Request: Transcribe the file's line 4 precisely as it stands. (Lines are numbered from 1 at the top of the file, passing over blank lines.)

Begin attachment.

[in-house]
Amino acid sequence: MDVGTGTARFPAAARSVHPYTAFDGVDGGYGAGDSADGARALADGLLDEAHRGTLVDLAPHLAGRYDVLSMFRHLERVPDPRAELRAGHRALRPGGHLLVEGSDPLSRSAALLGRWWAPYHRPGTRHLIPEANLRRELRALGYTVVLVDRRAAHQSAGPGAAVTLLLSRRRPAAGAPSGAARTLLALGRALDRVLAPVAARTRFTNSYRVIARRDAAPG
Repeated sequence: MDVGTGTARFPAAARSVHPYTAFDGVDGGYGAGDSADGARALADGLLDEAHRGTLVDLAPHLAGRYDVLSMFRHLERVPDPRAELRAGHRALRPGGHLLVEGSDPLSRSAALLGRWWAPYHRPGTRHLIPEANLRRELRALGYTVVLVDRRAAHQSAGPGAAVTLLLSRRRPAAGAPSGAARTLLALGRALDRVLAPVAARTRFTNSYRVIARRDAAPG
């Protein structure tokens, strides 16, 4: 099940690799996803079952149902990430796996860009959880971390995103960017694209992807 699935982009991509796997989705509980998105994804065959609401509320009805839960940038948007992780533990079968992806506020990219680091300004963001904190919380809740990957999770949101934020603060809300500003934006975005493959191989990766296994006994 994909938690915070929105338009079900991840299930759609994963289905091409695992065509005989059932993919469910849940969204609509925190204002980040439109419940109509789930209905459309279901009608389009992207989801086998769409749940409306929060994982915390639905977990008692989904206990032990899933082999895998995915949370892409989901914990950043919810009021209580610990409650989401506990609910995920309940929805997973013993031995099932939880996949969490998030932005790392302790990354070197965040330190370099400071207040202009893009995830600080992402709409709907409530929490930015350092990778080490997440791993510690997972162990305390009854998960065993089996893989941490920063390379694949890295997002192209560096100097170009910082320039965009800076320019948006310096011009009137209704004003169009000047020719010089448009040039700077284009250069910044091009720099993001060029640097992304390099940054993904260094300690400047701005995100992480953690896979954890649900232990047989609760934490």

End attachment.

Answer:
């Protein structure tokens, strides 16, 4: 099940690799996803079952149902990430796996860009959880971390995103960017694209992807 699935982009991509796997989705509980998105994804065959609401509320009805839960940038948007992780533990079968992806506020990219680091300004963001904190919380809740990957999770949101934020603060809300500003934006975005493959191989990766296994006994 994909938690915070929105338009079900991840299930759609994963289905091409695992065509005989059932993919469910849940969204609509925190204002980040439109419940109509789930209905459309279901009608389009992207989801086998769409749940409306929060994982915390639905977990008692989904206990032990899933082999895998995915949370892409989901914990950043919810009021209580610990409650989401506990609910995920309940929805997973013993031995099932939880996949969490998030932005790392302790990354070197965040330190370099400071207040202009893009995830600080992402709409709907409530929490930015350092990778080490997440791993510690997972162990305390009854998960065993089996893989941490920063390379694949890295997002192209560096100097170009910082320039965009800076320019948006310096011009009137209704004003169009000047020719010089448009040039700077284009250069910044091009720099993001060029640097992304390099940054993904260094300690400047701005995100992480953690896979954890649900232990047989609760934490």